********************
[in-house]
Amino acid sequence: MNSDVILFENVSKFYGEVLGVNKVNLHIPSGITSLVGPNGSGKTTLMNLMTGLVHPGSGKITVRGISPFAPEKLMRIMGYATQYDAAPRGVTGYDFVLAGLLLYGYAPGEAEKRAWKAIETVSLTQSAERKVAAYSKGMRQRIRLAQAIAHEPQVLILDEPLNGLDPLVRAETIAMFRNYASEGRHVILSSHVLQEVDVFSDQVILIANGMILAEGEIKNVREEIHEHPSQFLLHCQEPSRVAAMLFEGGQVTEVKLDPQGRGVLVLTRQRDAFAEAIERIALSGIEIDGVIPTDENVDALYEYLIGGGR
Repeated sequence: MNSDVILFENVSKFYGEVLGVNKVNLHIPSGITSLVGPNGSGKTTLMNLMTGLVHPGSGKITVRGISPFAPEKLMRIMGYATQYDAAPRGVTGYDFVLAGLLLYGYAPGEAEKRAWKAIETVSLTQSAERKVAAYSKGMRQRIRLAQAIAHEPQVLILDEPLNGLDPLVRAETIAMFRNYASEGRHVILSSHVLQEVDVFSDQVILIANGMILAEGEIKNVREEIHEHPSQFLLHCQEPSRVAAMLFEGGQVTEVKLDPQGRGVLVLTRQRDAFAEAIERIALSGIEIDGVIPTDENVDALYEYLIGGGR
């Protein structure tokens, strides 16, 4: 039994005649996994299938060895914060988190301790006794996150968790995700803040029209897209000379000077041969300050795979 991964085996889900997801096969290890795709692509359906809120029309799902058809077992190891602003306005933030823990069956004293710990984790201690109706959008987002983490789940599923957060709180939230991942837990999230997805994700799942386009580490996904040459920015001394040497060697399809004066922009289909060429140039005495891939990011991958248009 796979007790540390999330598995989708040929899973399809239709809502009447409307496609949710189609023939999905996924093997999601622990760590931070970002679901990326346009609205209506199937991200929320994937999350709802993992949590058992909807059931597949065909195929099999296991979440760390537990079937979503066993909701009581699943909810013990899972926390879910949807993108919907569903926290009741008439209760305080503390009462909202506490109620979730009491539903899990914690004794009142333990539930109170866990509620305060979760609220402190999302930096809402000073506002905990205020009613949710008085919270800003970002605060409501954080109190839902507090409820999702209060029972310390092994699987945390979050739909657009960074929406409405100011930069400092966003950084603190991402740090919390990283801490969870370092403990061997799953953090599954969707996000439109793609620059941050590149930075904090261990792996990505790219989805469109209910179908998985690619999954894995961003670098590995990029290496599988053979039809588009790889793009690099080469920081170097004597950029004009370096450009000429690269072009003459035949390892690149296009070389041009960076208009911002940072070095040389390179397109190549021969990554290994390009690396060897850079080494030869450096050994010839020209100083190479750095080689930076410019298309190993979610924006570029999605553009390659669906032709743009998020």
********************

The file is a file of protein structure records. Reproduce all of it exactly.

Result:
[in-house]
Amino acid sequence: MNSDVILFENVSKFYGEVLGVNKVNLHIPSGITSLVGPNGSGKTTLMNLMTGLVHPGSGKITVRGISPFAPEKLMRIMGYATQYDAAPRGVTGYDFVLAGLLLYGYAPGEAEKRAWKAIETVSLTQSAERKVAAYSKGMRQRIRLAQAIAHEPQVLILDEPLNGLDPLVRAETIAMFRNYASEGRHVILSSHVLQEVDVFSDQVILIANGMILAEGEIKNVREEIHEHPSQFLLHCQEPSRVAAMLFEGGQVTEVKLDPQGRGVLVLTRQRDAFAEAIERIALSGIEIDGVIPTDENVDALYEYLIGGGR
Repeated sequence: MNSDVILFENVSKFYGEVLGVNKVNLHIPSGITSLVGPNGSGKTTLMNLMTGLVHPGSGKITVRGISPFAPEKLMRIMGYATQYDAAPRGVTGYDFVLAGLLLYGYAPGEAEKRAWKAIETVSLTQSAERKVAAYSKGMRQRIRLAQAIAHEPQVLILDEPLNGLDPLVRAETIAMFRNYASEGRHVILSSHVLQEVDVFSDQVILIANGMILAEGEIKNVREEIHEHPSQFLLHCQEPSRVAAMLFEGGQVTEVKLDPQGRGVLVLTRQRDAFAEAIERIALSGIEIDGVIPTDENVDALYEYLIGGGR
């Protein structure tokens, strides 16, 4: 039994005649996994299938060895914060988190301790006794996150968790995700803040029209897209000379000077041969300050795979 991964085996889900997801096969290890795709692509359906809120029309799902058809077992190891602003306005933030823990069956004293710990984790201690109706959008987002983490789940599923957060709180939230991942837990999230997805994700799942386009580490996904040459920015001394040497060697399809004066922009289909060429140039005495891939990011991958248009 796979007790540390999330598995989708040929899973399809239709809502009447409307496609949710189609023939999905996924093997999601622990760590931070970002679901990326346009609205209506199937991200929320994937999350709802993992949590058992909807059931597949065909195929099999296991979440760390537990079937979503066993909701009581699943909810013990899972926390879910949807993108919907569903926290009741008439209760305080503390009462909202506490109620979730009491539903899990914690004794009142333990539930109170866990509620305060979760609220402190999302930096809402000073506002905990205020009613949710008085919270800003970002605060409501954080109190839902507090409820999702209060029972310390092994699987945390979050739909657009960074929406409405100011930069400092966003950084603190991402740090919390990283801490969870370092403990061997799953953090599954969707996000439109793609620059941050590149930075904090261990792996990505790219989805469109209910179908998985690619999954894995961003670098590995990029290496599988053979039809588009790889793009690099080469920081170097004597950029004009370096450009000429690269072009003459035949390892690149296009070389041009960076208009911002940072070095040389390179397109190549021969990554290994390009690396060897850079080494030869450096050994010839020209100083190479750095080689930076410019298309190993979610924006570029999605553009390659669906032709743009998020």